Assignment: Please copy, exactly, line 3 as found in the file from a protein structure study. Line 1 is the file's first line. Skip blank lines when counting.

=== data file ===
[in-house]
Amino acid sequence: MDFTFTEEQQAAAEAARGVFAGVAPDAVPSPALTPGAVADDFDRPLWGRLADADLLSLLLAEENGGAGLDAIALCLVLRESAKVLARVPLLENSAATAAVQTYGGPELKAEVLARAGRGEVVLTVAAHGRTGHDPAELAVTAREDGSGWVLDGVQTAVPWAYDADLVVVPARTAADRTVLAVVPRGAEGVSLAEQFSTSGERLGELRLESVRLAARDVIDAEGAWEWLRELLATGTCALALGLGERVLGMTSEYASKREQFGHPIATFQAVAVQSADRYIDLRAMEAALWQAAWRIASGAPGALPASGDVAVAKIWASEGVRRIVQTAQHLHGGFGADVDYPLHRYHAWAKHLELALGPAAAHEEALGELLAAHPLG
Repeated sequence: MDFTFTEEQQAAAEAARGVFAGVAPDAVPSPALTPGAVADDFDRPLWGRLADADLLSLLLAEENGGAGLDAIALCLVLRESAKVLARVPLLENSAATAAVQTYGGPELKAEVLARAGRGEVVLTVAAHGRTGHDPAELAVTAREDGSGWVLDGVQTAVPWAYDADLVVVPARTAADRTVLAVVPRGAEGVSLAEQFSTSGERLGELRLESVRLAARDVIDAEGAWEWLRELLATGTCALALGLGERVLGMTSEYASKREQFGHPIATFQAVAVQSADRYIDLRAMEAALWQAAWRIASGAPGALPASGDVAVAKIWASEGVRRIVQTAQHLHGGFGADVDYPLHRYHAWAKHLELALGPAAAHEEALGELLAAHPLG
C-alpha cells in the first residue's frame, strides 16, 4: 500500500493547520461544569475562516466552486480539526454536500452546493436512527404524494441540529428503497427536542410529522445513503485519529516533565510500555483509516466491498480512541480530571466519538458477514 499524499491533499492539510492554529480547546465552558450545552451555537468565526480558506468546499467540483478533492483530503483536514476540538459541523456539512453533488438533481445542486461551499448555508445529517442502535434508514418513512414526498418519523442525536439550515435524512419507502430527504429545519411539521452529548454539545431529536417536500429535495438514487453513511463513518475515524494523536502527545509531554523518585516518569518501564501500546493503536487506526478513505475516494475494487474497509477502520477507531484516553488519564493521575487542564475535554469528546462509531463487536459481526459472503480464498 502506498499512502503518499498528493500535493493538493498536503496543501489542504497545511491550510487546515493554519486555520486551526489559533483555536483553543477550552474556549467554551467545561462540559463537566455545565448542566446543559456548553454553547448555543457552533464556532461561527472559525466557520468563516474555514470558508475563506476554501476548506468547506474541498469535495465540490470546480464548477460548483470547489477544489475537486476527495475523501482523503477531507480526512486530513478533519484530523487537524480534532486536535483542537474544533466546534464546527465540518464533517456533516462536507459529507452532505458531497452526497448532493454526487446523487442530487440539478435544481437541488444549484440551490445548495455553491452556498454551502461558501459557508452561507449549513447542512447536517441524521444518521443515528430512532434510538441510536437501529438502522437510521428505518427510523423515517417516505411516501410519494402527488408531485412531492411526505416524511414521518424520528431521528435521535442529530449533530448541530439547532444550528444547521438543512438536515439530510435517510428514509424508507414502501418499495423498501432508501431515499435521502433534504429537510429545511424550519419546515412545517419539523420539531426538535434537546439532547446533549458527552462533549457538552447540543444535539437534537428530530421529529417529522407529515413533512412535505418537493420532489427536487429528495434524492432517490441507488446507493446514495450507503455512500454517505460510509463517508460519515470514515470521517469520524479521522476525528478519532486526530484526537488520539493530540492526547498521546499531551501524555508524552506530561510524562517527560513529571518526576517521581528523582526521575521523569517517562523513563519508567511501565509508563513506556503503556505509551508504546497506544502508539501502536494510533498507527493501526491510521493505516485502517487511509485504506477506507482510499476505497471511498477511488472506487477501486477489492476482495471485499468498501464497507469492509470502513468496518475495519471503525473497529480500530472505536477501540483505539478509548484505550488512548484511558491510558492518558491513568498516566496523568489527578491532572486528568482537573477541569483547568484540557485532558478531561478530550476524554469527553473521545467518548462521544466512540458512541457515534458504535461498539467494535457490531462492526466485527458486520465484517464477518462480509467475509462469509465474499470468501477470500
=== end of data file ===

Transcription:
Repeated sequence: MDFTFTEEQQAAAEAARGVFAGVAPDAVPSPALTPGAVADDFDRPLWGRLADADLLSLLLAEENGGAGLDAIALCLVLRESAKVLARVPLLENSAATAAVQTYGGPELKAEVLARAGRGEVVLTVAAHGRTGHDPAELAVTAREDGSGWVLDGVQTAVPWAYDADLVVVPARTAADRTVLAVVPRGAEGVSLAEQFSTSGERLGELRLESVRLAARDVIDAEGAWEWLRELLATGTCALALGLGERVLGMTSEYASKREQFGHPIATFQAVAVQSADRYIDLRAMEAALWQAAWRIASGAPGALPASGDVAVAKIWASEGVRRIVQTAQHLHGGFGADVDYPLHRYHAWAKHLELALGPAAAHEEALGELLAAHPLG